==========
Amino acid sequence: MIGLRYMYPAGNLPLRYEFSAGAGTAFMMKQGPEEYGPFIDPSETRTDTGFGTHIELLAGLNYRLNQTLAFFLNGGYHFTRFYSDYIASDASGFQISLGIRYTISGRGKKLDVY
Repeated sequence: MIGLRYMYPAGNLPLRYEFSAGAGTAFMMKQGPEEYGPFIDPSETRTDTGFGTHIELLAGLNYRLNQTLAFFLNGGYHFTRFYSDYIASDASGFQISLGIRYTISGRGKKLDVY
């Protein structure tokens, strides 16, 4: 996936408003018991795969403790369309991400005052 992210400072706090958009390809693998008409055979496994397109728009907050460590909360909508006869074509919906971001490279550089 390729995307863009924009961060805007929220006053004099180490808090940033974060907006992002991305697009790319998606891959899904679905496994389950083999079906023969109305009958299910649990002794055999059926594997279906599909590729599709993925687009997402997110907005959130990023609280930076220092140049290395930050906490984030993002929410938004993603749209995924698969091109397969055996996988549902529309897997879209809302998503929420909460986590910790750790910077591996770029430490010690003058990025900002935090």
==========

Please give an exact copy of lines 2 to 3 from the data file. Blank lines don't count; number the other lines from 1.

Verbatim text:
Repeated sequence: MIGLRYMYPAGNLPLRYEFSAGAGTAFMMKQGPEEYGPFIDPSETRTDTGFGTHIELLAGLNYRLNQTLAFFLNGGYHFTRFYSDYIASDASGFQISLGIRYTISGRGKKLDVY
């Protein structure tokens, strides 16, 4: 996936408003018991795969403790369309991400005052 992210400072706090958009390809693998008409055979496994397109728009907050460590909360909508006869074509919906971001490279550089 390729995307863009924009961060805007929220006053004099180490808090940033974060907006992002991305697009790319998606891959899904679905496994389950083999079906023969109305009958299910649990002794055999059926594997279906599909590729599709993925687009997402997110907005959130990023609280930076220092140049290395930050906490984030993002929410938004993603749209995924698969091109397969055996996988549902529309897997879209809302998503929420909460986590910790750790910077591996770029430490010690003058990025900002935090």